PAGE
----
So what if we are part Chinese, part Indian, part Maori, part Scot, part Samoan or part anything, if you were born in this country you are a New Zealander.


Ruth Sun 3 May 2015 12:10AM

I agree that we should have a box that is just New Zealander. But also more options alongside the NZ European. What about NZ Chinese or NZ Samoan, etc. - people born in NZ of other decents are only given the option of being Chinese or Samoan / Fijian etc rather than a NZ (insert parental origin). Only people of European decent can be NZ (ethnicity). I dislike ethnic labels to start with, altho I understand the statistical interest in such numbers and labels. It feels like only Europeans are recognised by the government as 'properly' NZers if they are the only ones able to be called such. This is institutional racism.


Guy Marriage Sun 3 May 2015 1:47AM

@Rachel - absolutely agree. That's why I say that the question is confusing racial ethnicity with national socio-political identity. To me they are very different things. I too am a New Zealander, and that's a social / political identity that I am happy to wear. Ethnically however, like most kiwis, I'm a mixed bag of ethnicities from an array of countries. I'm quite happy to share that on a census form. But to me it is just as relevant to ask if my European part is from France or Spain, as it is to ask if my Maori part is from Ngati Toa or Ngai Tahu. Lumping all New Zealanders into one box seems wrong - both to Maori (who are obviously also New Zealanders) as well as to pakeha.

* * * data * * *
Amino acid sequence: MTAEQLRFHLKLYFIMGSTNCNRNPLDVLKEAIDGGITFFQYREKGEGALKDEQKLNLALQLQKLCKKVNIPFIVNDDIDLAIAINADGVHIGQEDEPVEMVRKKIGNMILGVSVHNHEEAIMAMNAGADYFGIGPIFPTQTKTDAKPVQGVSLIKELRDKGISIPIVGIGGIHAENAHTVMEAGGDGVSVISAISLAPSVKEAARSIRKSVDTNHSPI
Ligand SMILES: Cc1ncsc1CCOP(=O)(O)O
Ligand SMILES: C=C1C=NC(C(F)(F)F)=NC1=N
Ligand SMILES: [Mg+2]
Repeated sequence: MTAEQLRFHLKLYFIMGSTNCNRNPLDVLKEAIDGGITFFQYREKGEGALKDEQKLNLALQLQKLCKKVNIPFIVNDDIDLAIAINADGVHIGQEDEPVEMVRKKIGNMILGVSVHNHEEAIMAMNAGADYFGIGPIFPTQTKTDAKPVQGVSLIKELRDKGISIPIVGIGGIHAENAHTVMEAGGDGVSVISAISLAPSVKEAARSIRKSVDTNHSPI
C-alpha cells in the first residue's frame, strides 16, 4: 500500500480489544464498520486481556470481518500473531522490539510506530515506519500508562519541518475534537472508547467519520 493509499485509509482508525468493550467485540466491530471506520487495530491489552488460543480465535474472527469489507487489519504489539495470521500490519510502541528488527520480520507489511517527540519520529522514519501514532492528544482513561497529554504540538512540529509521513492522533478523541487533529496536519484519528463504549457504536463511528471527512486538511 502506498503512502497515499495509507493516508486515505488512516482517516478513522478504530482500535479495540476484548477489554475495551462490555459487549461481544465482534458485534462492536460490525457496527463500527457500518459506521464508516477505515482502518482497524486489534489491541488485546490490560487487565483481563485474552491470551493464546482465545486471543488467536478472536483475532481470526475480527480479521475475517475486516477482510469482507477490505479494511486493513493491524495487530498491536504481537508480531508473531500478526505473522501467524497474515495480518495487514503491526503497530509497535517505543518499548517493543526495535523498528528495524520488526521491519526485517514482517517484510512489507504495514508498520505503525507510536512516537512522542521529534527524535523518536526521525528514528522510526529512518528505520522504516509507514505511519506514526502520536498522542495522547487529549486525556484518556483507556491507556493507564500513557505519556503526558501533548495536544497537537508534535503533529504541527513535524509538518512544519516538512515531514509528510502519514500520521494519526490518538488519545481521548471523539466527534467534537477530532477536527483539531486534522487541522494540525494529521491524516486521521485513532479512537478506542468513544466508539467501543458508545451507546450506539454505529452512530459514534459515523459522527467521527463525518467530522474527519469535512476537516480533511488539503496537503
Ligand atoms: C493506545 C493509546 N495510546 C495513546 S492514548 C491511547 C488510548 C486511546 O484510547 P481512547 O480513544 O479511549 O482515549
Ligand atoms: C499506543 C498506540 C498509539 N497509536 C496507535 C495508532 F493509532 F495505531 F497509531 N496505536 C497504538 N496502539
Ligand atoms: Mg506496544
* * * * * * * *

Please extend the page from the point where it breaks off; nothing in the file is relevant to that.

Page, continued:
Some people I know object to being labelled Pakeha as they feel it sets Maori apart from non-Maori, and it's not nice to be labelled as something that you aren't, rather than something that you are. That doesn't worry me too much, but I would note that if pakeha is set to mean non-Maori, then should it not include Asian as well? Yet typically, we use pakeha to mean white - again, going back to the issue of the colour of your skin being the deciding factor.


Nat Sun 3 May 2015 5:43AM

Nationality != ethnicity. I'm a New Zealander by nationality, but Pakeha/NZ european by ethnicity, or if you want to break that down further, English, Scots etc. Same as Māori are NZ nationality, but Māori ethnicity.

The data outputs are useful for health/education measures and a bunch of other things.

Load More